|Publication number||US4318871 A|
|Application number||US 06/123,840|
|Publication date||Mar 9, 1982|
|Filing date||Feb 22, 1980|
|Priority date||Feb 22, 1980|
|Publication number||06123840, 123840, US 4318871 A, US 4318871A, US-A-4318871, US4318871 A, US4318871A|
|Inventors||H. C. Mentz|
|Original Assignee||Mentz H C|
|Export Citation||BiBTeX, EndNote, RefMan|
|Patent Citations (5), Non-Patent Citations (1), Referenced by (10), Classifications (23)|
|External Links: USPTO, USPTO Assignment, Espacenet|
The invention relates to surface aerator apparatus comprising a float unit and a power module mounted above the float unit and more particularly, to an improved mounting arrangement for the power module of such apparatus.
In floating aerator apparatus of the type referred to above, liquid from the body of liquid to be aerated is pumped up through a throat section or draft tube of the float unit by the power module, the latter generally including an electric motor which is powered from the shore through a connecting cable. The motor is often disposed upon a specially shaped, generally conical deflector or diffuser section which guides the movement of the liquid drawn up through the throat section by an impeller or propeller driven through a drive shaft driven by the motor, although this deflector design is dispensed with in other constructions. In all floating aerators of the type with which the invention is concerned, the power module must be mounted in spaced relationship to the float unit so as to permit the liquid drawn up through the throat section to be discharged between the power module and the float unit, the discharge generally taking place laterally around the periphery of the power module. To this end, a series of circumferentially disposed mounting bolts or studs are provided which serve to space the power module from the float unit and define open areas therebetween through which the discharge can take place.
It has been found that over the years the single most important cause of failure in surface aerators has to do with construction of the mounting or attachment arrangement for the power module described above. These constructions generally utilize shoulder bolts or what is known as single stud mounting arrangements. In the latter, four or more studs are screwed into the float unit and the power module is suspended above the float unit on these studs. The torque produced by the motor, which is particularly strong during starting or where heavy debris is being pumped through the throat, tends to turn the entire unit in a circle. However, because the float unit is relatively stationary, this turning force is resisted. Hence, the torque generated is transferred to the weakest point in the overall system and this point is the mounting studs. Because of this torque, the studs are eventually loosened and the power module is thus caused to lean far enough to one side that the propeller begins hitting the inner walls of the throat section of the float unit. At this point, some of the studs usually break and the power module falls to one side, in many cases causing the motor to burn out. The problem has been and continues to be a very costly one, with even the minimum expense for repairs being very substantial.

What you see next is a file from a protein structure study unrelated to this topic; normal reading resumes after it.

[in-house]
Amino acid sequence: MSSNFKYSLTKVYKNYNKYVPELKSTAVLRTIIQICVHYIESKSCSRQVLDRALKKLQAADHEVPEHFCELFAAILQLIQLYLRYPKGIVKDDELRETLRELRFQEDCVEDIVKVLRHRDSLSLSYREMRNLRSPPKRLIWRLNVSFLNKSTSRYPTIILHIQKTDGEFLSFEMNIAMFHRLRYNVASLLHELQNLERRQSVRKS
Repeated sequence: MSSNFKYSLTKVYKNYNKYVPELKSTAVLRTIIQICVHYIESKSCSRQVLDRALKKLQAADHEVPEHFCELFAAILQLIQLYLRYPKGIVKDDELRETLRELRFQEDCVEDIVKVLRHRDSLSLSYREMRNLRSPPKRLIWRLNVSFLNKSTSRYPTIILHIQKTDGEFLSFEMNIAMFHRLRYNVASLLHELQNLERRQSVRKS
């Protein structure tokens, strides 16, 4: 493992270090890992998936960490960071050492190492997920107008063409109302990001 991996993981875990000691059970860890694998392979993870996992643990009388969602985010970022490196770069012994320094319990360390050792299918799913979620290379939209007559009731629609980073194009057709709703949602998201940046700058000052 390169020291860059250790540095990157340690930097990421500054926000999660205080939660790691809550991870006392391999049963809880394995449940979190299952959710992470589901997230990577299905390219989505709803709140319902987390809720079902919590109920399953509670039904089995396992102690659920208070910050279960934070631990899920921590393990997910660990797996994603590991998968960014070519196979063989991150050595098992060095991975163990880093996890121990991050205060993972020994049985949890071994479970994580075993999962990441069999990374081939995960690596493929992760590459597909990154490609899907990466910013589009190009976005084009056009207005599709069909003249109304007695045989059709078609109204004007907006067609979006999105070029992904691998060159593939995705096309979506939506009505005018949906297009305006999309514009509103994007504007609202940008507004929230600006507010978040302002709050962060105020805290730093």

Although there are a number of different constructions and arrangements for mounting the power module of a floating aerator, all generally suffer the disadvantages discussed above and thus provide a weak link in the overall unit which ultimately results in damage to the aerator, with substantial attendant downtime and consequent expensive repairs. Some further examples of the mounting arrangements used in the prior art are those illustrated and described in U.S. Pat. Nos. 3,572,658 (Ravitts); 3,669,422 (Nogaj); 3,836,130 (Earhart et al); and 3,911,065 (Martin et al).
In accordance with the invention, a floating aerator device is provided having an improved mounting arrangement for the power module. The mounting arrangement provides a firm, stable base upon which the power module rests and a firm base for attachment to the float unit. Because of the strength and stability of the mounting arrangement, the starting torque of the motor of the power module is taken up through the thrust bearings in the motor which are designed for this purpose. This contrasts with the prior art wherein, as described above, the mounting arrangement constitutes a weak point in the unit, and thus the torque generated by the motor upon starting is exerted at that point.
According to a preferred embodiment of the invention, a mounting construction is provided which comprises first and second rings or annular plates which are joined together by upright rods, such as by welding, to form an integral assembly. The upper ring is connected to the power module while the lower ring is connected to the float unit. The upper ring is preferably attached by means of bolts which extend downwardly into the rods and the heads of which are made flush with the surface of the power module. The lower ring is bolted to the float unit by bolts which extend through circumferentially spaced holes. The lower ring is received in a recess in the fiberglass of the float unit and suitably encapsulated so as to eliminate any obstruction and thereby preserve the shaping of the discharge surface of the float unit. A mounting ring may be disposed beneath the lower ring for receiving the bolts and thereby adding stability to the construction.